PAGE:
UPDATE: Samia, in the comments below, has rightfully pointed out the serious problems with the last sentence of this post. I’m leaving the post as is so people can see what I originally wrote, but I encourage you to read the exchange between Samia and myself below for some enlightenment as to why I really should have thought twice before posting that remark.

Comments

  1. #1 Anonymous
    December 30, 2009

    I would be so pleased if someone compared my writing to Erma Bombeck’s.

  2. #2 Rev Matt
    December 30, 2009

    I find that very very odd. Even as a teenage male back in the 80′s I read her columns and her books and found her hilarious and engaging. Is he critiquing the use of a casual writing style in an academic publication? That’s the only way it would make sense to me.

  3. #3 Amanda
    December 30, 2009

    Agh, I hadn’t read your older post about Pinker’s review of Angier’s book. I’m not one for flowery prose at all and I love Angier’s writing because it’s NOT flowery. It’s gorgeous and has an effortless flow to it that is admirable. It makes me even less eager to read Pinker’s writing, if Angier is his idea of bad writing.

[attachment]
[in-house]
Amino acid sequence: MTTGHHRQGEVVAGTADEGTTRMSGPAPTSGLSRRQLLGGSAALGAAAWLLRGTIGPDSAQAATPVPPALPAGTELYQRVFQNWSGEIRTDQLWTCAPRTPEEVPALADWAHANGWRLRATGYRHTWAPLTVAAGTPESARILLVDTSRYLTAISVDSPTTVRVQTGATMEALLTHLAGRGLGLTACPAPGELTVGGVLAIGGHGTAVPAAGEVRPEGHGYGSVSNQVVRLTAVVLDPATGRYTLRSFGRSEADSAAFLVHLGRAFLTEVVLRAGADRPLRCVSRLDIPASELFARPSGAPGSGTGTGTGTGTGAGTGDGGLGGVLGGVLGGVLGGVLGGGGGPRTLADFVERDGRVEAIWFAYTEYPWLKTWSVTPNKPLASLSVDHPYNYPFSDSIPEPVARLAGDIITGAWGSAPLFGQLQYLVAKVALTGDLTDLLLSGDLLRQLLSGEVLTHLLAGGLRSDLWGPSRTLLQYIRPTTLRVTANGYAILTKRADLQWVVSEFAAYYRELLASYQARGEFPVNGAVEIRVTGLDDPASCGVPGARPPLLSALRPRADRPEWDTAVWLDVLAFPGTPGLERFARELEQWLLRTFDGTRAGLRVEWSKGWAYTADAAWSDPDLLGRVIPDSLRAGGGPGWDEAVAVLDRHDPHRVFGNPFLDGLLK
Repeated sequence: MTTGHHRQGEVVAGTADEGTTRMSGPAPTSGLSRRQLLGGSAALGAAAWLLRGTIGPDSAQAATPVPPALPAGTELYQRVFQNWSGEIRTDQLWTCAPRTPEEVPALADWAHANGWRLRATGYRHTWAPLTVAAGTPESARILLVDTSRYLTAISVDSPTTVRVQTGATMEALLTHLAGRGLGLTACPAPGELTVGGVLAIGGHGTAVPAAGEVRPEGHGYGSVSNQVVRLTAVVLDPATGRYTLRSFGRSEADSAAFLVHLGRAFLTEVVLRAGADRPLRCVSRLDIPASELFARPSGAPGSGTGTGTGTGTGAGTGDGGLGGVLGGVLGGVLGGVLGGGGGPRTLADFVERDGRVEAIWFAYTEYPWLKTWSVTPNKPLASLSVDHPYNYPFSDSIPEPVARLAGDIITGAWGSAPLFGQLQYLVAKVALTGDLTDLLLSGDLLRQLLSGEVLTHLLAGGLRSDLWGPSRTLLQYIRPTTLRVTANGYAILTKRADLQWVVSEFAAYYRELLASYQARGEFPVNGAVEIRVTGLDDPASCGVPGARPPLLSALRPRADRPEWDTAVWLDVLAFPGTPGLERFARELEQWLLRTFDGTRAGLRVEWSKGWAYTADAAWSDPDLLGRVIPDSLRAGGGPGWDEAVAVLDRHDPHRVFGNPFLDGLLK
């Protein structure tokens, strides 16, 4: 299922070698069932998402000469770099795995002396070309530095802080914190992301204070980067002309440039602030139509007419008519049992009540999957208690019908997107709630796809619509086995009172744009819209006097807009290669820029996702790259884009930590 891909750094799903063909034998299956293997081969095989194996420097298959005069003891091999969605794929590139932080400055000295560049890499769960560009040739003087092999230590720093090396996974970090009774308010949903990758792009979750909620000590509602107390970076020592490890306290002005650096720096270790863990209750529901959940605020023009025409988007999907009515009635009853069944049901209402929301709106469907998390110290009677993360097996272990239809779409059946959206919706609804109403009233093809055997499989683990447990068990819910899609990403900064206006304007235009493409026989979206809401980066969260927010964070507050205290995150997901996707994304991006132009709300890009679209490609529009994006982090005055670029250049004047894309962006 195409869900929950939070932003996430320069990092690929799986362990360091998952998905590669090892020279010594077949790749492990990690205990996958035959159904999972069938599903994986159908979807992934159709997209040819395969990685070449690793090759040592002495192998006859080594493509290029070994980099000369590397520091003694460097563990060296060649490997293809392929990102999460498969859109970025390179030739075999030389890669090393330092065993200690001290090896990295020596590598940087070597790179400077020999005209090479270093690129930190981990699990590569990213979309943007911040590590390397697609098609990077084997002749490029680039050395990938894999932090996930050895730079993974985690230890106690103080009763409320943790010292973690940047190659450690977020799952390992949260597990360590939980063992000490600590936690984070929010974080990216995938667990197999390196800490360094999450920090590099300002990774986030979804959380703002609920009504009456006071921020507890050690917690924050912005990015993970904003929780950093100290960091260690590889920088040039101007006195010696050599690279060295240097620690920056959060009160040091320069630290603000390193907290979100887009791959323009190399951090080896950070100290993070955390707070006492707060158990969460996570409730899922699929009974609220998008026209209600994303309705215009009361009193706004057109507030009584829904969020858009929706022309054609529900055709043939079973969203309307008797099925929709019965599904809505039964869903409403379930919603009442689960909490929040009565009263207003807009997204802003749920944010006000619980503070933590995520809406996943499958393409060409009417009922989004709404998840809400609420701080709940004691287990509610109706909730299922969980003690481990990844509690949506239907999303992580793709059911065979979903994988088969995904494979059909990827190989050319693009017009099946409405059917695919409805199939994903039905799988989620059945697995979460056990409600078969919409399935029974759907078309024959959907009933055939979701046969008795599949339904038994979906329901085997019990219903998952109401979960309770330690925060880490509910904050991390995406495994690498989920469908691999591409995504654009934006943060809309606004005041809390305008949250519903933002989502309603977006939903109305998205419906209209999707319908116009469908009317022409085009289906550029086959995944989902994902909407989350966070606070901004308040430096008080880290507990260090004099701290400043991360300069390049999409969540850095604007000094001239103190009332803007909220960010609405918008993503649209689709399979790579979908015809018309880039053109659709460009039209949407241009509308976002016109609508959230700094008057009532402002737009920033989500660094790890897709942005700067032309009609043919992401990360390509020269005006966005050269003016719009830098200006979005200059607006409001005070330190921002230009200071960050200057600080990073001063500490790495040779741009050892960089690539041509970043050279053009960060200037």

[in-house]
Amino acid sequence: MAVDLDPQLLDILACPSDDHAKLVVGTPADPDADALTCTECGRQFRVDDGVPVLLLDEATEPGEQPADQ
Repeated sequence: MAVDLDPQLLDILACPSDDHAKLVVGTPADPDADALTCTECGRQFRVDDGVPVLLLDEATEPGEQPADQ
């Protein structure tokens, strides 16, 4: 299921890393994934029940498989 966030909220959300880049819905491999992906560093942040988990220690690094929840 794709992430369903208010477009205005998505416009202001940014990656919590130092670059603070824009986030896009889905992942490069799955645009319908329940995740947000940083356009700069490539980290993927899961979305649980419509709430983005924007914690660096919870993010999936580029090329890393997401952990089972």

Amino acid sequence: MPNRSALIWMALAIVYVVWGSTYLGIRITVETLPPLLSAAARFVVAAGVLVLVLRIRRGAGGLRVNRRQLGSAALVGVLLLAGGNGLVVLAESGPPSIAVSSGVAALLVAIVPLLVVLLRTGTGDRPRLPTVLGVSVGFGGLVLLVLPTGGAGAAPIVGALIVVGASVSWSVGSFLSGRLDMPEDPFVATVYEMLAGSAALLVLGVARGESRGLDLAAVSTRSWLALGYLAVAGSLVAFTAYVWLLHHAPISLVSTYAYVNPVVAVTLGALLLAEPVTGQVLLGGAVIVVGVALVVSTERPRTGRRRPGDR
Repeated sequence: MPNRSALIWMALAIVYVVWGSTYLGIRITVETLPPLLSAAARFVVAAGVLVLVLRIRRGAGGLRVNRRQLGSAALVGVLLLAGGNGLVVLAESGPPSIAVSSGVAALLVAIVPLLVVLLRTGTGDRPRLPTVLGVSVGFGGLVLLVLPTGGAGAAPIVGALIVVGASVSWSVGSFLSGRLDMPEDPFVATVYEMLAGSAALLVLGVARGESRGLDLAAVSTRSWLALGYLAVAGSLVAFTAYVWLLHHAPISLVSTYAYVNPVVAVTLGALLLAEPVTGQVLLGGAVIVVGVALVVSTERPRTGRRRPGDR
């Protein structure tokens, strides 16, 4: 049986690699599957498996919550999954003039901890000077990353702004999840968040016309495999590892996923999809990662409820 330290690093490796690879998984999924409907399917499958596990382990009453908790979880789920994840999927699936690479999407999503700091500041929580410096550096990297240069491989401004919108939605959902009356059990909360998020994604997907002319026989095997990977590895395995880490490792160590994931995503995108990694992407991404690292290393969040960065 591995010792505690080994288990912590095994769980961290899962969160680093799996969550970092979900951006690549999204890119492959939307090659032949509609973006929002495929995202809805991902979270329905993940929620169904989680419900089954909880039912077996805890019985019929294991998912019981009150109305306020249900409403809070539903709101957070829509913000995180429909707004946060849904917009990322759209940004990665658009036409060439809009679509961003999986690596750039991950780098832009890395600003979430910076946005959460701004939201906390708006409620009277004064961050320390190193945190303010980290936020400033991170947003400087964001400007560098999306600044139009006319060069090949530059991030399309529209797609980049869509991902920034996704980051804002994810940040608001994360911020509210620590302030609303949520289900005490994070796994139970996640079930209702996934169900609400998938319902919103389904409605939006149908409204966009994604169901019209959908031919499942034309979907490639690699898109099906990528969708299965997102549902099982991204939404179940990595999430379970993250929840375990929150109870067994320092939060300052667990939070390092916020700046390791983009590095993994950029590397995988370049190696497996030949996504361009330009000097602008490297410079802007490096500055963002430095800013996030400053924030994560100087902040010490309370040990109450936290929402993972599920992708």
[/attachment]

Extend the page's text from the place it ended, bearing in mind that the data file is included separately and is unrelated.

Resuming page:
Would these Bombeck insulters use the term “Dave Barryian” instead? I somehow doubt it, though they have a similar style and both cover the humor of everyday life. (Personally, I think Bombeck is funnier.)

  4. #4 Isis the Scientist
    December 30, 2009

    I read Erma Bombeck when I was a girl and she was one of my first real idols. I think she’s hilarious and was actually honored the first time Ed Brayton compared me to her (I think that’s where this “Isis Bombeck first began).

    But, that initial compliment is a bitch of a double-edged sword. I still get a heap of shit for not writing a “real science blog” because I choose to talk about the other facets of my life and not my original peer reviewed research.

  5. #5 PalMD
    December 30, 2009

    When I was a kid, I read Bombeck and Buchwald because I could—their writing was accessible even to those who didn’t have an extensive education. It was magic—words and ideas lifting off the page into my brain.

  6. #6 DrugMonkey
    December 30, 2009

    What RevMatt and PalMD said. I thought Bombeck was funny. Where’s this idea she sucks come from? Sure, maybe one grows beyond the Buchwald/Bombeck genre but so what?

  7. #7 bioephemera
    December 30, 2009